How is it that we can almost instantly recognise any photo? The brain, it turns out, is highly sensitive to the overall structure of images, enabling it to distinguish in a fraction of a second whether a photo has been taken in a man-made environment. To do this, the brain employs a bit of simple arithmetic. This is the conclusion of a study conducted by cognitive neuroscientists at the University of Amsterdam (UvA), now published in the scientific journal Journal of Neuroscience.
The study involved having trial subjects look at hundreds of different photos and measuring their brain activity while they indicated whether the photos showed a natural or an artificial environment.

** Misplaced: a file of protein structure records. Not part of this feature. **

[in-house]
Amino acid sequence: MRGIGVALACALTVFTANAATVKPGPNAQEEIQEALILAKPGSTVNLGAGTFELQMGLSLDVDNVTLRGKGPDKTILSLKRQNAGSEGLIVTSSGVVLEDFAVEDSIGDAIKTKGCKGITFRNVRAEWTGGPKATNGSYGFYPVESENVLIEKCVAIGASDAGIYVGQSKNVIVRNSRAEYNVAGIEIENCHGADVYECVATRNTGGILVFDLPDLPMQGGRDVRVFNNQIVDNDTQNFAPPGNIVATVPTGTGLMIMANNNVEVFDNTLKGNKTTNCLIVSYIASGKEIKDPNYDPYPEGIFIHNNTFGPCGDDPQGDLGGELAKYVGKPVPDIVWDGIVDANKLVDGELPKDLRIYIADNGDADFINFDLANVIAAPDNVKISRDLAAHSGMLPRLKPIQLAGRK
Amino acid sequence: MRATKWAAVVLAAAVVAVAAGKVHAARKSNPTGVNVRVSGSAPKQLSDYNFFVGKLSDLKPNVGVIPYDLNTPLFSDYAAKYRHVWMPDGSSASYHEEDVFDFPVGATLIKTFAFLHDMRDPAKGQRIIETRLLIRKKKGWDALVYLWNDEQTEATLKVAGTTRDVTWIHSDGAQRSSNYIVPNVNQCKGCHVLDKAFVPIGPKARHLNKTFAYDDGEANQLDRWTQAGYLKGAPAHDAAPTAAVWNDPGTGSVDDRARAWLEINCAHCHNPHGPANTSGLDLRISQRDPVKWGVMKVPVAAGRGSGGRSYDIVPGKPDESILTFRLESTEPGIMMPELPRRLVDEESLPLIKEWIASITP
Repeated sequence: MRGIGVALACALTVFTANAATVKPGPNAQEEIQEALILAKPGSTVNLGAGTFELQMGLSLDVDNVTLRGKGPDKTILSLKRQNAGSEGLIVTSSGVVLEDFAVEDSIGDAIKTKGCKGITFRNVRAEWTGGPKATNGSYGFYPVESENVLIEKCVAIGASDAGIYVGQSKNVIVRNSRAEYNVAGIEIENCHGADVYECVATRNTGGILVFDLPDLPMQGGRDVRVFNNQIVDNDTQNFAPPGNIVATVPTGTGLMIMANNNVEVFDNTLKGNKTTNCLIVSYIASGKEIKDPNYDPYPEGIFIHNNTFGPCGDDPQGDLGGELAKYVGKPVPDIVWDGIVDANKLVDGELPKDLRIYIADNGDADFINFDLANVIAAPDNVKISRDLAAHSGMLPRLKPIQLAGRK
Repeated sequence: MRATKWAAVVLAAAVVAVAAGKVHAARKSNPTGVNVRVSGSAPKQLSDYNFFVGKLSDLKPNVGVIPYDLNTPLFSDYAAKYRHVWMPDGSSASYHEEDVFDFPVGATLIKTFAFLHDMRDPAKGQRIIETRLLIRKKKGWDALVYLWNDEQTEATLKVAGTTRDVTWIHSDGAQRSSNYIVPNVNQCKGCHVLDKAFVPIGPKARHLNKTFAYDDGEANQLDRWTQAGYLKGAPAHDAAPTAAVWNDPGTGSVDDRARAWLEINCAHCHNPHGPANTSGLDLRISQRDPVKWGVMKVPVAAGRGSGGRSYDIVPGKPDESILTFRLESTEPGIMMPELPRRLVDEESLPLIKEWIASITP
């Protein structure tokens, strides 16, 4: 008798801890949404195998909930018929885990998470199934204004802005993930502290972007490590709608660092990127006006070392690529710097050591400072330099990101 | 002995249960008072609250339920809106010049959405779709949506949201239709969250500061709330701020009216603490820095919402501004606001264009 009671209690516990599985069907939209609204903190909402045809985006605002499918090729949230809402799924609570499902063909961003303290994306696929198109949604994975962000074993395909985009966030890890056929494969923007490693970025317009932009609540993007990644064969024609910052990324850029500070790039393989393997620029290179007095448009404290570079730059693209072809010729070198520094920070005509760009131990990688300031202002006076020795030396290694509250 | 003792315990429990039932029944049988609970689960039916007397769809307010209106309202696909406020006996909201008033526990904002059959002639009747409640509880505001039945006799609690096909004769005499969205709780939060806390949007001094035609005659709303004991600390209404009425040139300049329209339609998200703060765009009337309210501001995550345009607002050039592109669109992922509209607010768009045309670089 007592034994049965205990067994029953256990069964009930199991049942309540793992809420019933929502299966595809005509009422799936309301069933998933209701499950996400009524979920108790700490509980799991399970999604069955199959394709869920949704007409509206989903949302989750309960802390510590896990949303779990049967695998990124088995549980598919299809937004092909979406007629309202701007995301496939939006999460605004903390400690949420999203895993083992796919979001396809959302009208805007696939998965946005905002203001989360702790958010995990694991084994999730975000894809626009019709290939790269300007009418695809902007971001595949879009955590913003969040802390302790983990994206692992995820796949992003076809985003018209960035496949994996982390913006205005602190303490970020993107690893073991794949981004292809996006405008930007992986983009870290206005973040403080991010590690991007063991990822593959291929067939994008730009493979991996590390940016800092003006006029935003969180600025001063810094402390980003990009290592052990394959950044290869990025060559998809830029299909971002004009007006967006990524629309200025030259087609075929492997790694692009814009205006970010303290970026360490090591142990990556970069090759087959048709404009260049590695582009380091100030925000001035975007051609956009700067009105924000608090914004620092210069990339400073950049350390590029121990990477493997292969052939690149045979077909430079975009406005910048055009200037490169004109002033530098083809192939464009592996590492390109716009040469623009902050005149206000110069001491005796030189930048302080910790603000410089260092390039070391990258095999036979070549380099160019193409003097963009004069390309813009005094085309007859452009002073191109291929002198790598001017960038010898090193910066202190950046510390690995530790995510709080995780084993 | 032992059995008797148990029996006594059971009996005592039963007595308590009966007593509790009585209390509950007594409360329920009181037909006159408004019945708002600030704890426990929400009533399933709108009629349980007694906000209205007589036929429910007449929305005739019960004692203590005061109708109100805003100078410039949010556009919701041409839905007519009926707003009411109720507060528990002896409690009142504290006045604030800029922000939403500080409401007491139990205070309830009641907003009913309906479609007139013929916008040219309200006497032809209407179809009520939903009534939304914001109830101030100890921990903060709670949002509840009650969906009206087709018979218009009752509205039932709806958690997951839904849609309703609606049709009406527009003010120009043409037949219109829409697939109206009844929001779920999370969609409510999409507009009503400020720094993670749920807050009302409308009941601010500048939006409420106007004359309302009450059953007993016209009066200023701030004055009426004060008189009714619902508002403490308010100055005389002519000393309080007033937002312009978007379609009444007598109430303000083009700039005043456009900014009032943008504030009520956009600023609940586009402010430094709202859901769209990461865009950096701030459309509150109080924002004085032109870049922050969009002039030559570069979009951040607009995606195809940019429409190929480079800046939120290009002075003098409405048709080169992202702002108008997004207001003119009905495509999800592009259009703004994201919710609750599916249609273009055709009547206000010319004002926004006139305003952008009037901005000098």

When presenting images of a street versus a forest, for example, the measurements showed considerable differences in brain activity within just a tenth of a second. These differences were found to be so reliable that it was even possible to predict trial subjects' answers based on that activity alone.
The researchers then developed a computer model to help pinpoint which specific information the brain uses to get a quick impression of the environment shown in a photo. Their simulation revealed that the brain uses a bit of simple arithmetic to judge the content of a scene: the statistical distribution of light and dark. Far less complicated than previous hypotheses, this model replaces them all.
Groen, I.I.A, Ghebreab, S., Prins, H., Lamme, V.A.F. & Scholte H.S., (2013). ‘From Image Statistics to Scene Gist: Evoked Neural Activity Reveals Transition from Low-Level Natural Image Structure to Scene Category’ in The Journal of Neuroscience 33(48), 18814-18824.